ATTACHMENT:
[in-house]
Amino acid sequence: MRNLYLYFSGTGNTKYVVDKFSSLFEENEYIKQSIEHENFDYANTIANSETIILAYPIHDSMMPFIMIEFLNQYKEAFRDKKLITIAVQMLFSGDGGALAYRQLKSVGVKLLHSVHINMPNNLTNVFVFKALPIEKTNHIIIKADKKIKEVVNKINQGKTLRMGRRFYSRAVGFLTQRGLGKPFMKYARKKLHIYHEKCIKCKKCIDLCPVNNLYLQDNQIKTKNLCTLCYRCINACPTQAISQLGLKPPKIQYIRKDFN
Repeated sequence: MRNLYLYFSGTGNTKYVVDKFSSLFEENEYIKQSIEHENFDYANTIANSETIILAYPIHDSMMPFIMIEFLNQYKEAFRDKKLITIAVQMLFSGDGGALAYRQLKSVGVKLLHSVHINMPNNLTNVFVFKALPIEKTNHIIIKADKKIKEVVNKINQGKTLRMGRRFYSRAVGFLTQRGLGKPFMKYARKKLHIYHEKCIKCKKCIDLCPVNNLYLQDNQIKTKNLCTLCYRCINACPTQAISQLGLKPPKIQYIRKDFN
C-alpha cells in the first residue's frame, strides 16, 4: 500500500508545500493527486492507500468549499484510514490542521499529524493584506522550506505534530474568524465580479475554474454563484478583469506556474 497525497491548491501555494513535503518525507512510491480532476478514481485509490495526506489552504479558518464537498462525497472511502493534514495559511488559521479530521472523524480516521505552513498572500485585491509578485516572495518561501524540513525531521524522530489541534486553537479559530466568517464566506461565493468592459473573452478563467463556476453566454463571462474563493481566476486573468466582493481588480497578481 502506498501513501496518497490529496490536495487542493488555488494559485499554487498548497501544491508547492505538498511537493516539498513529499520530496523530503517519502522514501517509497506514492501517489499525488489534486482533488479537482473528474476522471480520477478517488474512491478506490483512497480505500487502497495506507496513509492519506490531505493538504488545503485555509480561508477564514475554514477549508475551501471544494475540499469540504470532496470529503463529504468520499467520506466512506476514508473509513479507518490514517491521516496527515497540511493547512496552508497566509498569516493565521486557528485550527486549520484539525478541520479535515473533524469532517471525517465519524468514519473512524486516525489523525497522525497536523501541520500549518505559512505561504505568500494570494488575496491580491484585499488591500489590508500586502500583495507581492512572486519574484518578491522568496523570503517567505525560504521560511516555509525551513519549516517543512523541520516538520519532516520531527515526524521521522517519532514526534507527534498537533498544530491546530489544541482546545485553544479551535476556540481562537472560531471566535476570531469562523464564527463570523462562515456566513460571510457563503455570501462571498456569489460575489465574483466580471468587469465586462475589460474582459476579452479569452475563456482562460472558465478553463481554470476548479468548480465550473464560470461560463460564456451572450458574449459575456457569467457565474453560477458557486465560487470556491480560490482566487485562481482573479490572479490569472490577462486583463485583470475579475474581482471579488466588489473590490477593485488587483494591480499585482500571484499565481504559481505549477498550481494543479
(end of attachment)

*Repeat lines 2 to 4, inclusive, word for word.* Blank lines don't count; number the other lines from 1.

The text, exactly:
Amino acid sequence: MRNLYLYFSGTGNTKYVVDKFSSLFEENEYIKQSIEHENFDYANTIANSETIILAYPIHDSMMPFIMIEFLNQYKEAFRDKKLITIAVQMLFSGDGGALAYRQLKSVGVKLLHSVHINMPNNLTNVFVFKALPIEKTNHIIIKADKKIKEVVNKINQGKTLRMGRRFYSRAVGFLTQRGLGKPFMKYARKKLHIYHEKCIKCKKCIDLCPVNNLYLQDNQIKTKNLCTLCYRCINACPTQAISQLGLKPPKIQYIRKDFN
Repeated sequence: MRNLYLYFSGTGNTKYVVDKFSSLFEENEYIKQSIEHENFDYANTIANSETIILAYPIHDSMMPFIMIEFLNQYKEAFRDKKLITIAVQMLFSGDGGALAYRQLKSVGVKLLHSVHINMPNNLTNVFVFKALPIEKTNHIIIKADKKIKEVVNKINQGKTLRMGRRFYSRAVGFLTQRGLGKPFMKYARKKLHIYHEKCIKCKKCIDLCPVNNLYLQDNQIKTKNLCTLCYRCINACPTQAISQLGLKPPKIQYIRKDFN
C-alpha cells in the first residue's frame, strides 16, 4: 500500500508545500493527486492507500468549499484510514490542521499529524493584506522550506505534530474568524465580479475554474454563484478583469506556474 497525497491548491501555494513535503518525507512510491480532476478514481485509490495526506489552504479558518464537498462525497472511502493534514495559511488559521479530521472523524480516521505552513498572500485585491509578485516572495518561501524540513525531521524522530489541534486553537479559530466568517464566506461565493468592459473573452478563467463556476453566454463571462474563493481566476486573468466582493481588480497578481 502506498501513501496518497490529496490536495487542493488555488494559485499554487498548497501544491508547492505538498511537493516539498513529499520530496523530503517519502522514501517509497506514492501517489499525488489534486482533488479537482473528474476522471480520477478517488474512491478506490483512497480505500487502497495506507496513509492519506490531505493538504488545503485555509480561508477564514475554514477549508475551501471544494475540499469540504470532496470529503463529504468520499467520506466512506476514508473509513479507518490514517491521516496527515497540511493547512496552508497566509498569516493565521486557528485550527486549520484539525478541520479535515473533524469532517471525517465519524468514519473512524486516525489523525497522525497536523501541520500549518505559512505561504505568500494570494488575496491580491484585499488591500489590508500586502500583495507581492512572486519574484518578491522568496523570503517567505525560504521560511516555509525551513519549516517543512523541520516538520519532516520531527515526524521521522517519532514526534507527534498537533498544530491546530489544541482546545485553544479551535476556540481562537472560531471566535476570531469562523464564527463570523462562515456566513460571510457563503455570501462571498456569489460575489465574483466580471468587469465586462475589460474582459476579452479569452475563456482562460472558465478553463481554470476548479468548480465550473464560470461560463460564456451572450458574449459575456457569467457565474453560477458557486465560487470556491480560490482566487485562481482573479490572479490569472490577462486583463485583470475579475474581482471579488466588489473590490477593485488587483494591480499585482500571484499565481504559481505549477498550481494543479